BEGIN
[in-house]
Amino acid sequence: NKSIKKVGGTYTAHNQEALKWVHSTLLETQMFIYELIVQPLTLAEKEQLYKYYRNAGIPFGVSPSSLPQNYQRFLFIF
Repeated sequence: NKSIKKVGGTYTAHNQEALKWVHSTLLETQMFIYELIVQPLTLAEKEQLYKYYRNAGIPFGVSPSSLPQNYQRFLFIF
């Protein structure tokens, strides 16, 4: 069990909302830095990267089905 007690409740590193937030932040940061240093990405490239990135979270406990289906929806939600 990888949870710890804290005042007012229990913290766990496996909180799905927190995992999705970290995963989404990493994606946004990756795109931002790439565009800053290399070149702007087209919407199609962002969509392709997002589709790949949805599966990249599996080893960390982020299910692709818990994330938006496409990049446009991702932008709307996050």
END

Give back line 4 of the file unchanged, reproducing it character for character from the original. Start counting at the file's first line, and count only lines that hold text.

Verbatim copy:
């Protein structure tokens, strides 16, 4: 069990909302830095990267089905 007690409740590193937030932040940061240093990405490239990135979270406990289906929806939600 990888949870710890804290005042007012229990913290766990496996909180799905927190995992999705970290995963989404990493994606946004990756795109931002790439565009800053290399070149702007087209919407199609962002969509392709997002589709790949949805599966990249599996080893960390982020299910692709818990994330938006496409990049446009991702932008709307996050």